Margot whirled around. “That’s awesome. It will be so much more fun with you there!” She had even tried to offer to pay Juliet’s ticket as the cost was nothing to her parents, but Aunt Mary would never have allowed outright charity.

However a special school fund might be a different matter. Juliet hoped so, anyway.

Fhemie caught up with them on the way to History. “So any progress with that hot Latin pastor guy?”

“He’s not a pastor,” Juliet said. She was strangely reluctant to tell them about being alone with Mr Spencer in the classroom before. The brief time they had shared seemed kind of special. Private.

“There was something up though, wasn’t there?” Margot said. “There was like a vibe,” she told Fhemie.

“I’m thinking maybe I should give it all up,” Juliet said.

“If you’re not getting anywhere, then I guess so,” Margot agreed. “You lose a hundred bucks though.”

Juliet didn’t really care about the bet money. She knew Margot wouldn’t actually expect her to pay, nor would she have taken any money from Margot.

But this time it was Fhemie who was looking at her with a suspicious gaze. “You’re hiding something,” she said to Juliet. “I know that look. It’s the same one you had after you made out with Nathan at Sue-Anne’s party.”

Juliet wanted to forget that episode. She had been very drunk, Nathan was Sue-Anne’s ex, and Sue-Anne had been hoping to reconcile with him. His making out with Juliet had made it the worst birthday ever. Making it even more regrettable, Juliet didn’t even like Nathan and wouldn’t have gone near him when sober.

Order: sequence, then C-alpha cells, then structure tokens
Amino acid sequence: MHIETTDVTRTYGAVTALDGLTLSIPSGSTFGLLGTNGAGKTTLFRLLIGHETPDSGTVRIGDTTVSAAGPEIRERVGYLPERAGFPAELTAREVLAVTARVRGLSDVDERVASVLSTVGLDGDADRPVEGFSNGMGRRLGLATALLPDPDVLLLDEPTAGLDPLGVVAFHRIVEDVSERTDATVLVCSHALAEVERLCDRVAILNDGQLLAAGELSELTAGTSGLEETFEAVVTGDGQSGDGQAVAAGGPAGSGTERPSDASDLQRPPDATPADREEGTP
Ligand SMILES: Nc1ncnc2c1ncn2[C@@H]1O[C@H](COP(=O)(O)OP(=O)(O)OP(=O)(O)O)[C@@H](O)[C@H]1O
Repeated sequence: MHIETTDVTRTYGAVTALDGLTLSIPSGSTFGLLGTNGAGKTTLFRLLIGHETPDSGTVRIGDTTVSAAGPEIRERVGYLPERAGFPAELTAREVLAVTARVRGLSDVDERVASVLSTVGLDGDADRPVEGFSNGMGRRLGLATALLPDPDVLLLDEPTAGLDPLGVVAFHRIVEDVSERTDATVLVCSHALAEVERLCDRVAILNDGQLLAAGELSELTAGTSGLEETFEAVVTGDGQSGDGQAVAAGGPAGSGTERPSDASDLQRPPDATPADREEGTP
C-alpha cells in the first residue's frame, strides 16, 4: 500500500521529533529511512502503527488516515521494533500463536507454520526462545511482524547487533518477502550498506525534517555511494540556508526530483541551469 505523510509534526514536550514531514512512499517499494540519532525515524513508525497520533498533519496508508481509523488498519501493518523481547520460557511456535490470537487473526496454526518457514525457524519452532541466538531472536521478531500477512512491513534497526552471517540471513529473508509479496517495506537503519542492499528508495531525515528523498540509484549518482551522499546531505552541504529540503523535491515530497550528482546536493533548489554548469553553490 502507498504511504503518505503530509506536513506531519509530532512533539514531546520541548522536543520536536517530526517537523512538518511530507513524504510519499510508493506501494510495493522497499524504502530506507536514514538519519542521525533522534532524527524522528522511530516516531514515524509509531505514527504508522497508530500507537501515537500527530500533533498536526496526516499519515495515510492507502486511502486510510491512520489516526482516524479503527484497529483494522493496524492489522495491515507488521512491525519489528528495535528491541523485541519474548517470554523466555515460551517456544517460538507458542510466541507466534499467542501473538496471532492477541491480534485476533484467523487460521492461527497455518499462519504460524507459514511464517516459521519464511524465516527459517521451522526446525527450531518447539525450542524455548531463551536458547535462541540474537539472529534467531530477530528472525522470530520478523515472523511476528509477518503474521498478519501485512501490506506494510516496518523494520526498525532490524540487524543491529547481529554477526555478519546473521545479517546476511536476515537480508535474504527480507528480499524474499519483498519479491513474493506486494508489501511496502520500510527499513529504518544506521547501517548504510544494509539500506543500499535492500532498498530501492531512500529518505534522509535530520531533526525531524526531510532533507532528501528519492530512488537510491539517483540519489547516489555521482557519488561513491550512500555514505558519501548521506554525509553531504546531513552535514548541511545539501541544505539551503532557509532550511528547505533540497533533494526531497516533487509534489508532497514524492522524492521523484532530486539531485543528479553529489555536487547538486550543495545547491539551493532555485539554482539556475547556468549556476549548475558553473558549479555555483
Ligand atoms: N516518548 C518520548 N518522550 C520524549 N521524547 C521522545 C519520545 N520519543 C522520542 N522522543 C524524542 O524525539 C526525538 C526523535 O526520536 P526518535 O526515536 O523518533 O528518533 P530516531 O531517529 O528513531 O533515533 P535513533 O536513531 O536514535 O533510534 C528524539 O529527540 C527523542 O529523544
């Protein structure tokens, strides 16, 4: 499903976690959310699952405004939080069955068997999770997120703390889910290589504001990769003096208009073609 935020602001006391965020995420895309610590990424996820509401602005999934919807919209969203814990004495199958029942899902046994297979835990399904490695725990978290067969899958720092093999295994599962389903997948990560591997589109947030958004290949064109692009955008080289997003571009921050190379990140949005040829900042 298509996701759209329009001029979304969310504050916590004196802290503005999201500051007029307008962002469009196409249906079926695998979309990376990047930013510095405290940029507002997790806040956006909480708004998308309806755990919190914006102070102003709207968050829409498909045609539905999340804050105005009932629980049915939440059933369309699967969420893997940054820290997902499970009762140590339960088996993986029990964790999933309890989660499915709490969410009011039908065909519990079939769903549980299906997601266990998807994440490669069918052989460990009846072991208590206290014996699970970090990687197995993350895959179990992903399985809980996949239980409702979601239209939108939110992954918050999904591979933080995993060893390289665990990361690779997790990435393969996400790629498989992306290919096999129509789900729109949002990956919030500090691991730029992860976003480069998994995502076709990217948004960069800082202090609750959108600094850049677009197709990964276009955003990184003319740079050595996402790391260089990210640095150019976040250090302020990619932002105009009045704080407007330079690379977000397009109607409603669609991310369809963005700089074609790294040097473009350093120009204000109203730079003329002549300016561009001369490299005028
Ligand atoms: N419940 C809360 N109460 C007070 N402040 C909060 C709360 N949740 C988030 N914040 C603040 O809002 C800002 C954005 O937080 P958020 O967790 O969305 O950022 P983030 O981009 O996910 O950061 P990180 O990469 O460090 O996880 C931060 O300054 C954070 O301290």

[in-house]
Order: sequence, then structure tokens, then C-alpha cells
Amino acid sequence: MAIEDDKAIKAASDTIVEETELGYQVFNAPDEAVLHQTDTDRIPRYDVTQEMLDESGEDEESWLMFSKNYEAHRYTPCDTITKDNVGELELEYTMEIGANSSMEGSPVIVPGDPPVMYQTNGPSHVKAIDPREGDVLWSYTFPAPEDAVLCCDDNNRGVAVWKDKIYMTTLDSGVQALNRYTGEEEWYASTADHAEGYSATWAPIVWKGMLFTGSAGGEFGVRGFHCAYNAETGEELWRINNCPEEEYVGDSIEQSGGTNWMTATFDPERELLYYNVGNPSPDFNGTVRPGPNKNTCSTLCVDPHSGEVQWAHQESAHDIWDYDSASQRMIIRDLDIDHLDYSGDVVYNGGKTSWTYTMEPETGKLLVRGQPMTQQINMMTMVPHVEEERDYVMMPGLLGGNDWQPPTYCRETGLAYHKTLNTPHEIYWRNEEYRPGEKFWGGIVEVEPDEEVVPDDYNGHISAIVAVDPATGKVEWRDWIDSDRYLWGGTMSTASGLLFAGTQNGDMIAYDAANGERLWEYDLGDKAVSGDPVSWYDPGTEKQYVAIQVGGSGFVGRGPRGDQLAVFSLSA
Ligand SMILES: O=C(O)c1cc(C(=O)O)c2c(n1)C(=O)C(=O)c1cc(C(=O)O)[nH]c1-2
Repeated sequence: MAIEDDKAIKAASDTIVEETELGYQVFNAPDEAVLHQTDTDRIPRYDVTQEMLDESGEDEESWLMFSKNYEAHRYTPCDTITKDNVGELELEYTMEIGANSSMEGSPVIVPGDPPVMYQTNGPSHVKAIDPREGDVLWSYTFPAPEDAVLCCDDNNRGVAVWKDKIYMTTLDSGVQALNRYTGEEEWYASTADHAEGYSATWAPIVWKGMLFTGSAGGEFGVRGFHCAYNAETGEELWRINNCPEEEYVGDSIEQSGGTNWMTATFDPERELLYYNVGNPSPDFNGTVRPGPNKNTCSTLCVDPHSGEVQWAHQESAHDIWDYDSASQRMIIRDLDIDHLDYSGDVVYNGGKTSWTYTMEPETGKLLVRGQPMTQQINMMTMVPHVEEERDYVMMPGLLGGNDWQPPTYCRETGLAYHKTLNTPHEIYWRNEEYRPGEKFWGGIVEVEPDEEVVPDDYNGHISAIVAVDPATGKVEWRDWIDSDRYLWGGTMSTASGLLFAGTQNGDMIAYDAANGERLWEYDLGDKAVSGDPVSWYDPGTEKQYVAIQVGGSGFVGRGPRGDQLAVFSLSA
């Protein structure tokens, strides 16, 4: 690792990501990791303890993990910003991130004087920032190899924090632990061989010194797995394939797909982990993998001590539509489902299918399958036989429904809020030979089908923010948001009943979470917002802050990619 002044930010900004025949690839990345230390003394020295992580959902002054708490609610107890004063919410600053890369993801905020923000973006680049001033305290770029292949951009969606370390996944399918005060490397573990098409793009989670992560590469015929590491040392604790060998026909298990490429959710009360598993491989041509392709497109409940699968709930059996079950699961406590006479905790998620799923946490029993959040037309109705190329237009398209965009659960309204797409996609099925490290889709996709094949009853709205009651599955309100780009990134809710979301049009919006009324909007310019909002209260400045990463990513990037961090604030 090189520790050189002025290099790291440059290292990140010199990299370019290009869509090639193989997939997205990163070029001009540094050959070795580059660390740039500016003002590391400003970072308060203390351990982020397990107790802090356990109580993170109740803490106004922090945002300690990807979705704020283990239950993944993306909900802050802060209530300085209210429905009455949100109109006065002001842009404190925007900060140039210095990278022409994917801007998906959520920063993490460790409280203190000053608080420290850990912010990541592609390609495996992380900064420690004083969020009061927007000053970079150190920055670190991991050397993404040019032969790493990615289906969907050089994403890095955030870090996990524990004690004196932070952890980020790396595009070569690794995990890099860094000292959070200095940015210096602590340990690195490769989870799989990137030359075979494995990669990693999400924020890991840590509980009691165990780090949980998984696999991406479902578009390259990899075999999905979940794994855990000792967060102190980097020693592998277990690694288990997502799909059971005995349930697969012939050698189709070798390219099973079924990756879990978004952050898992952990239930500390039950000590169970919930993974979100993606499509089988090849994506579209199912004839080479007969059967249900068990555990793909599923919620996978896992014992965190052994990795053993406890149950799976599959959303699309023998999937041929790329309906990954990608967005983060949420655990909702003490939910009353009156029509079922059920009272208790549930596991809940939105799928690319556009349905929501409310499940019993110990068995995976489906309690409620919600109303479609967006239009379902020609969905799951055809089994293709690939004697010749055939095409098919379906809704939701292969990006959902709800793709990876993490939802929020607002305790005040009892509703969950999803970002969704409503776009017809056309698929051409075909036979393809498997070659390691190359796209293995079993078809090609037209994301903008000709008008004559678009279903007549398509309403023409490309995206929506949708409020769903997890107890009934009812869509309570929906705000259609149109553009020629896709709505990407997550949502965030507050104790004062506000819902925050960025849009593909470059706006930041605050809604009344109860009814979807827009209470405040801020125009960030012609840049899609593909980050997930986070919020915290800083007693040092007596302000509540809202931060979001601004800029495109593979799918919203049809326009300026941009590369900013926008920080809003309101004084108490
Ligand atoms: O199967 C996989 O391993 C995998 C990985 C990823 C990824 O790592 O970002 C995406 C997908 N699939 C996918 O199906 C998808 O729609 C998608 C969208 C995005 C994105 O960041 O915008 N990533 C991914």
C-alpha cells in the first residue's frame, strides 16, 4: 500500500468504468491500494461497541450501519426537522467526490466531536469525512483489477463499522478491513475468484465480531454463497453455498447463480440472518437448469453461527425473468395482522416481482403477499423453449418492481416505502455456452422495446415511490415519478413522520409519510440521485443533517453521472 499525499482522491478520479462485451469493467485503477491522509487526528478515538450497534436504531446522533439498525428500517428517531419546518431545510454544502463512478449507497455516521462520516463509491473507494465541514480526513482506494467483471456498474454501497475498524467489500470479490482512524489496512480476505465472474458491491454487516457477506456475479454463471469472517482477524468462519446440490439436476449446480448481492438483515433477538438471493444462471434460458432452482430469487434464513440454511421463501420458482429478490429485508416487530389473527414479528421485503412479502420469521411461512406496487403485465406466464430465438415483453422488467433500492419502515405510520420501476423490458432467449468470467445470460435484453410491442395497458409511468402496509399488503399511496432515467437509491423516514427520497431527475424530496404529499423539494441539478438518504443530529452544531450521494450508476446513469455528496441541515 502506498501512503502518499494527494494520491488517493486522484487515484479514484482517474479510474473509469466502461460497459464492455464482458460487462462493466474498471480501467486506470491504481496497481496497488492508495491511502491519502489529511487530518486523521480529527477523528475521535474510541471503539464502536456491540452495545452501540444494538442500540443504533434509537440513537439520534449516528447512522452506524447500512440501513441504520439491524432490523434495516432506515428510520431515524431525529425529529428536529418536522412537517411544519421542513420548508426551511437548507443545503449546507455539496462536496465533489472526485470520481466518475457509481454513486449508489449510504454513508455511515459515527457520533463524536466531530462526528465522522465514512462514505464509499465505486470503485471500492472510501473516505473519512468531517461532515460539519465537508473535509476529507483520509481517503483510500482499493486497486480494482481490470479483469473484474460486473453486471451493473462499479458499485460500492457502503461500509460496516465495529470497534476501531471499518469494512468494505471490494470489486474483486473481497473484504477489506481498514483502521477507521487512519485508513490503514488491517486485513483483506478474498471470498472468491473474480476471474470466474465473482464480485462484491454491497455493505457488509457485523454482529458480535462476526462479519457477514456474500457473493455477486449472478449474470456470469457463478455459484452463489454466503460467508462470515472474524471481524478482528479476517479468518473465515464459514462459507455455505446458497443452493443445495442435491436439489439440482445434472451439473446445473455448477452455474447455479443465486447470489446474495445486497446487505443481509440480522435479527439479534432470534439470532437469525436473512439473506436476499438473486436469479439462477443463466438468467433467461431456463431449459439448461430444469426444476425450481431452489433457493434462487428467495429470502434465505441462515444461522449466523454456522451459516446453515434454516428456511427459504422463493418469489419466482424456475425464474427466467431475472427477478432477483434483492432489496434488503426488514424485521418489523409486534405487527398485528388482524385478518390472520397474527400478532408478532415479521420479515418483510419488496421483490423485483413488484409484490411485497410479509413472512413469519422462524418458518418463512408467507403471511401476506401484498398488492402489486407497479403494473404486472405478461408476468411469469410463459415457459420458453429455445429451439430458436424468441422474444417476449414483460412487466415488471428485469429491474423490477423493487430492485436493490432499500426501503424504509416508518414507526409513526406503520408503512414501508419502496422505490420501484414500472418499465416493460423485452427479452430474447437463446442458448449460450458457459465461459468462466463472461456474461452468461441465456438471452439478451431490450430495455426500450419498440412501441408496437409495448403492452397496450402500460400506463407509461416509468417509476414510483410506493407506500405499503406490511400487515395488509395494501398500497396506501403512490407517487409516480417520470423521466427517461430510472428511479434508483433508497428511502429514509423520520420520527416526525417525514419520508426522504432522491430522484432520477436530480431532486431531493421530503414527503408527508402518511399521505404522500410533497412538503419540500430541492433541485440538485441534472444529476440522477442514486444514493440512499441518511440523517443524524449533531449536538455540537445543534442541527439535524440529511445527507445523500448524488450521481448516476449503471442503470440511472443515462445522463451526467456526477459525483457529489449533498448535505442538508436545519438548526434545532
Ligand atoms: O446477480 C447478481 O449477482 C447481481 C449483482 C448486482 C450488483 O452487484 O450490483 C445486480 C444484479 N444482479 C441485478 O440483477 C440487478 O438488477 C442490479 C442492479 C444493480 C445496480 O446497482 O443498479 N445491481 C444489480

“Guilt then,” Margot said.

Juliet said nothing. They both rounded on her. “Confess or else!”

“Really, it was nothing. I just got there early, and we talked, and he kind of held my hand. Or put his hand on my hand I mean.” When she actually described it, it really didn’t sound like very much at all. But what she had felt during it - the tension between them - was huge.

Fhemie rolled her eyes. “That is the lamest thing I ever heard.”

“Or the most repressed and hot thing ever,” Margot said. “Like maybe that’s the furthest he’s ever gone with a girl. I mean you saw that fiancée of his. She looks like she washes her va-jay with holy water and keeps it pure for Jesus.”

They all laughed at this.

“Seriously, girl, you gotta step it up,” Margot told her. “Go for the kill.”